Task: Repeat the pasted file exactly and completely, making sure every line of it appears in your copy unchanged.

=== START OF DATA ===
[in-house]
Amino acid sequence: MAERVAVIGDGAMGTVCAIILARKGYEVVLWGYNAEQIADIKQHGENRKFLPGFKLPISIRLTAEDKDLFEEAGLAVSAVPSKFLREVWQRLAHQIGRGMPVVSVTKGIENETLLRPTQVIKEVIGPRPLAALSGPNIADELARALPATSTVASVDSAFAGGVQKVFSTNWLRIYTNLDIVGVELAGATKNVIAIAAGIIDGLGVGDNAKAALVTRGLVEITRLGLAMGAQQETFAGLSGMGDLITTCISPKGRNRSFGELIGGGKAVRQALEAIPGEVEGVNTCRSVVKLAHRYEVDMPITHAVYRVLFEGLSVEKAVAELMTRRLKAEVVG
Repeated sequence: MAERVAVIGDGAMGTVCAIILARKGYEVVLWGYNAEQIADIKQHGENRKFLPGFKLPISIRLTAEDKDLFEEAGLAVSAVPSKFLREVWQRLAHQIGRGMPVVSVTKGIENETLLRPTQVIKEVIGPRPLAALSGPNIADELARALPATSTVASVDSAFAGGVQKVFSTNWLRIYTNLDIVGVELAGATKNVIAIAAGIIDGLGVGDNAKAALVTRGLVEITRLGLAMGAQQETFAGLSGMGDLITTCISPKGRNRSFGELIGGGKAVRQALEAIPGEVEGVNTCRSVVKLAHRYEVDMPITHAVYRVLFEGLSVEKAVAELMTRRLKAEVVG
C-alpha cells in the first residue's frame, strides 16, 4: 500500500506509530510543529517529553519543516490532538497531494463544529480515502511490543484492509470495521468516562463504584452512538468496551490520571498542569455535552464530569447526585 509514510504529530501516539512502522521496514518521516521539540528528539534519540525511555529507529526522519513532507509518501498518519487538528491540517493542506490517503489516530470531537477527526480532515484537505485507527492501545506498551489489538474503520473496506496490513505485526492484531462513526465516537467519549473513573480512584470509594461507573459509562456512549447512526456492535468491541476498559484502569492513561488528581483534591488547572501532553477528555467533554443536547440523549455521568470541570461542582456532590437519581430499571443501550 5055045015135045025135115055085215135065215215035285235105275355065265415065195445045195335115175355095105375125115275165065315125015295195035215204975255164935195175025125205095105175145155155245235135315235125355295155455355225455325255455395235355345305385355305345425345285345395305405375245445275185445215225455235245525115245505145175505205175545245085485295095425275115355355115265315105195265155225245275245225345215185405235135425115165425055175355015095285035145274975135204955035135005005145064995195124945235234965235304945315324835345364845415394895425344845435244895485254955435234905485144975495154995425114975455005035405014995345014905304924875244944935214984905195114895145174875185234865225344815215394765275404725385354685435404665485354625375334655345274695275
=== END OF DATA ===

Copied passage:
[in-house]
Amino acid sequence: MAERVAVIGDGAMGTVCAIILARKGYEVVLWGYNAEQIADIKQHGENRKFLPGFKLPISIRLTAEDKDLFEEAGLAVSAVPSKFLREVWQRLAHQIGRGMPVVSVTKGIENETLLRPTQVIKEVIGPRPLAALSGPNIADELARALPATSTVASVDSAFAGGVQKVFSTNWLRIYTNLDIVGVELAGATKNVIAIAAGIIDGLGVGDNAKAALVTRGLVEITRLGLAMGAQQETFAGLSGMGDLITTCISPKGRNRSFGELIGGGKAVRQALEAIPGEVEGVNTCRSVVKLAHRYEVDMPITHAVYRVLFEGLSVEKAVAELMTRRLKAEVVG
Repeated sequence: MAERVAVIGDGAMGTVCAIILARKGYEVVLWGYNAEQIADIKQHGENRKFLPGFKLPISIRLTAEDKDLFEEAGLAVSAVPSKFLREVWQRLAHQIGRGMPVVSVTKGIENETLLRPTQVIKEVIGPRPLAALSGPNIADELARALPATSTVASVDSAFAGGVQKVFSTNWLRIYTNLDIVGVELAGATKNVIAIAAGIIDGLGVGDNAKAALVTRGLVEITRLGLAMGAQQETFAGLSGMGDLITTCISPKGRNRSFGELIGGGKAVRQALEAIPGEVEGVNTCRSVVKLAHRYEVDMPITHAVYRVLFEGLSVEKAVAELMTRRLKAEVVG
C-alpha cells in the first residue's frame, strides 16, 4: 500500500506509530510543529517529553519543516490532538497531494463544529480515502511490543484492509470495521468516562463504584452512538468496551490520571498542569455535552464530569447526585 509514510504529530501516539512502522521496514518521516521539540528528539534519540525511555529507529526522519513532507509518501498518519487538528491540517493542506490517503489516530470531537477527526480532515484537505485507527492501545506498551489489538474503520473496506496490513505485526492484531462513526465516537467519549473513573480512584470509594461507573459509562456512549447512526456492535468491541476498559484502569492513561488528581483534591488547572501532553477528555467533554443536547440523549455521568470541570461542582456532590437519581430499571443501550 5055045015135045025135115055085215135065215215035285235105275355065265415065195445045195335115175355095105375125115275165065315125015295195035215204975255164935195175025125205095105175145155155245235135315235125355295155455355225455325255455395235355345305385355305345425345285345395305405375245445275185445215225455235245525115245505145175505205175545245085485295095425275115355355115265315105195265155225245275245225345215185405235135425115165425055175355015095285035145274975135204955035135005005145064995195124945235234965235304945315324835345364845415394895425344845435244895485254955435234905485144975495154995425114975455005035405014995345014905304924875244944935214984905195114895145174875185234865225344815215394765275404725385354685435404665485354625375334655345274695275